In the same way that we can all remember our favourite toy as a kid, parents usually want their children to experience the same joy with those toys that they did. Did you have Cabbage Patch Dolls or My Little Pony? Did you collect Forrest Families? Were you constantly terrorising your sister with a slimy stretchy hand or collect Micro Machines? Do you have a box of your toys in a cupboard somewhere or do your kids get to play with them? One of the hot trends identified at this year’s Spielwarenmesse was Retro Mania – toys that we grew up with and toys that look like they come straight from the 50s!
The first was this new and improved version of the Tamagotchi – and I was shocked to think that this is a retro toy. Tamagotchi’s sparked a craze in the 90s. 17 years after their first release they are now available as Tamagotchi Friends. Bumping them against each other allows them to communicate, they can go on “play dates” and have an iPhone and Android app.
The next retro toy was a mini radio which the child can assemble – and it really works!
Or how about this stove from Grandma’s?
IMHO I don’t really think that a digital take on an old toy qualifies as a retro trend, but what if the toy was digital to begin with? What do you think?
If you’d like to take a trip down memory lane, why not visit this blog for slinkies, snap bangles and sticky hands?
As promised, here’s another look at some of the trends that were doing the rounds at the Nuremberg Toy Fair 2014. One of the identified trends, which didn’t take too much deep analysis to realise, was Tech Toys. It seems that every modern toy needs to be robotic or have its own app. Apps for all the latest toys are available on smartphones, and I’m not sure whether the presumption is that every child has their own phone, or whether parents are continually letting their kids use their phones as toys and babysitters?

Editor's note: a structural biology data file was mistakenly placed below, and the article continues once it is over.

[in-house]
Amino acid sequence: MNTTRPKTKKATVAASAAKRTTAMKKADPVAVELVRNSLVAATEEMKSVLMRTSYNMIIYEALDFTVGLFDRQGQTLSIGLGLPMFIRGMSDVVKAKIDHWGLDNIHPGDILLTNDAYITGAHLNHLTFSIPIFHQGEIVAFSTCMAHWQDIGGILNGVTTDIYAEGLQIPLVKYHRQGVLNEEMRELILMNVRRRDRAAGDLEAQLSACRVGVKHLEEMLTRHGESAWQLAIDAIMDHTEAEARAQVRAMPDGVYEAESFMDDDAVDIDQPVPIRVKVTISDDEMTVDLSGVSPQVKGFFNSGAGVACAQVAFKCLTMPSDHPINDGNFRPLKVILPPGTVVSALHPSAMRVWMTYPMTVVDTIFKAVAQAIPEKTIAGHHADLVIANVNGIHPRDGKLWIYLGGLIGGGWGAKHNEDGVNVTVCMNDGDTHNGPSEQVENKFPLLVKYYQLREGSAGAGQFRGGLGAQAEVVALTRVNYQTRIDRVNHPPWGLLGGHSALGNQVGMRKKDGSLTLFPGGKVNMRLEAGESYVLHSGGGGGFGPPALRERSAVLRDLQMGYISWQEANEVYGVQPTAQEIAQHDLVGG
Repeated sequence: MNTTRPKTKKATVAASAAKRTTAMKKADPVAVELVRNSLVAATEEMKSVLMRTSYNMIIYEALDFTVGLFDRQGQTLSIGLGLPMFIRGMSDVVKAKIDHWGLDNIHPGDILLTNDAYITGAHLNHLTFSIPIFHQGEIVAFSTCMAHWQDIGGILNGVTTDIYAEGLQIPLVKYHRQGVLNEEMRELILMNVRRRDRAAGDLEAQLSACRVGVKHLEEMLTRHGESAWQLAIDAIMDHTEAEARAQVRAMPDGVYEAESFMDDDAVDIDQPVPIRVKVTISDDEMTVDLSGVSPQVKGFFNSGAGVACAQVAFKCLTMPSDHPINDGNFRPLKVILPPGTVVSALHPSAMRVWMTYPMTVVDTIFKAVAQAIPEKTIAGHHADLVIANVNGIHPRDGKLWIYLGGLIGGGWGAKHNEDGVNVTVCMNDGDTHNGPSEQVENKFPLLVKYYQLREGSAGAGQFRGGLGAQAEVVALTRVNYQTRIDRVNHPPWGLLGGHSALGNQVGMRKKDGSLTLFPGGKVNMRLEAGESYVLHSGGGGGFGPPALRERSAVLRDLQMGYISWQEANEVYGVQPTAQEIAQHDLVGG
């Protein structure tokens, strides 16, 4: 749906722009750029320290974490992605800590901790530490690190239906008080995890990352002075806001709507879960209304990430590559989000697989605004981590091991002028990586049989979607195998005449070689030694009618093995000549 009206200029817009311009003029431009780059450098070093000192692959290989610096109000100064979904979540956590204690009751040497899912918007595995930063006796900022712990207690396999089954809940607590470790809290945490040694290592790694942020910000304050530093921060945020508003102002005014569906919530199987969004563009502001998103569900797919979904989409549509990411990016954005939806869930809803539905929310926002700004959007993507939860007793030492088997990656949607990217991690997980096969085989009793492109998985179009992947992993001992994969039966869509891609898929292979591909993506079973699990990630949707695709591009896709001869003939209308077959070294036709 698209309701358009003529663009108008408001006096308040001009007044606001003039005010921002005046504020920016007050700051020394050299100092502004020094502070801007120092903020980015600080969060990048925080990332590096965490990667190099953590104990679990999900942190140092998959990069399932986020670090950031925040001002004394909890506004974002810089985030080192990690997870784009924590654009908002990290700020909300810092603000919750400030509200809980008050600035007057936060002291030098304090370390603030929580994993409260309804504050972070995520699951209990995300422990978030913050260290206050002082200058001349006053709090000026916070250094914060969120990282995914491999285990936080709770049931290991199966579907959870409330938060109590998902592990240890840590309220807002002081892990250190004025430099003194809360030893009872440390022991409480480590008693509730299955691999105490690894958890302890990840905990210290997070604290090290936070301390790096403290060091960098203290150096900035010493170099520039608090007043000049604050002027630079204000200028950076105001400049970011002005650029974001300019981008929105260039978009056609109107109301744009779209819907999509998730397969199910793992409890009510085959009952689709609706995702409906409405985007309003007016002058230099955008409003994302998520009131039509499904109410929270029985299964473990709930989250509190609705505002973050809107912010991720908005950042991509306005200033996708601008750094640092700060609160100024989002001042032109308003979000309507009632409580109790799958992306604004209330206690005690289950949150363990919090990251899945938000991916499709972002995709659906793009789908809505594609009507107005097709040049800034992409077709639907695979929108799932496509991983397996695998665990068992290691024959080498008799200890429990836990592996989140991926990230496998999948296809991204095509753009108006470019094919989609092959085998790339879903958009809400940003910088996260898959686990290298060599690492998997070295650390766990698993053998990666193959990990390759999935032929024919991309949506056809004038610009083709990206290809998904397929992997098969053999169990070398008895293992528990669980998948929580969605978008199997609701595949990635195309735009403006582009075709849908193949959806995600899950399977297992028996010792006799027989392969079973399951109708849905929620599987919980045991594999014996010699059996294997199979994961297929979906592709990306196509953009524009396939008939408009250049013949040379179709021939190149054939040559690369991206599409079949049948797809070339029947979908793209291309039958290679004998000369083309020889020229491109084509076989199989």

I can definitely see the benefit in teaching a child to build a robot, and LEGO has some great construction-robotic combos which children can build from scratch and then learn to programme. There are also many apps geared towards teaching children a foreign language, such as English, and this can really have major advantages for parents who do not speak the language themselves. The problem I have with tech toys, is when they start to turn play into a one-dimesional activity, bombarding only one or two senses (vision and hearing), and leaving the rest to rot.
Take for example a doll with fairy wings which has become very popular in recent years. Now that the app is available, you need not take the actual toy along with you in the car. Your child’s doll can fly through virtual forests by tipping the phone or tablet to negotiate the pathways. Or what about the latest Tamagotchi? This undersized toy need not come along either, as there is an app linked to the toy while you’re out, making sure that it is still fed as necessary. We have apps that scan books and read your children bedtime stories, and puzzles that can be built by swiping your finger across the screen rather than rotating and orientating the wooden pieces in your hand. Is the ultimate goal for parents and caregivers to be replaced by electronic devices?
Yes we live in smaller spaces and yes our children will need to know how to use technology. But if we keep on feeding them technological junk food, the basis of their human existence, their health, their ability to sit, stand, run, feel, and explore is going to be stunted. What are the motives behind the development of these toys? Is it really childhood education as I was told multiple times by their vendors, or is it money, capitalising on parents’ need to make sure their children are ahead of the pack? It’s a dangerous virtual game we’re playing.